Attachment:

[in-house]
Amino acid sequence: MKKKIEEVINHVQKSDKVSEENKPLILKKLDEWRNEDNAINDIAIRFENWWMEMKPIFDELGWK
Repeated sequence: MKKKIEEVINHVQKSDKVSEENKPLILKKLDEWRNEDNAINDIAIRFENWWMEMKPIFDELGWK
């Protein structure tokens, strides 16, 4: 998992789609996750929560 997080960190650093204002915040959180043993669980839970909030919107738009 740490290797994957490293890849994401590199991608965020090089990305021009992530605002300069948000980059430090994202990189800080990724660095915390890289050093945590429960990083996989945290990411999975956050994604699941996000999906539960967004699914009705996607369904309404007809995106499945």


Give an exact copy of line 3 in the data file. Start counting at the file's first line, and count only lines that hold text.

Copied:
Repeated sequence: MKKKIEEVINHVQKSDKVSEENKPLILKKLDEWRNEDNAINDIAIRFENWWMEMKPIFDELGWK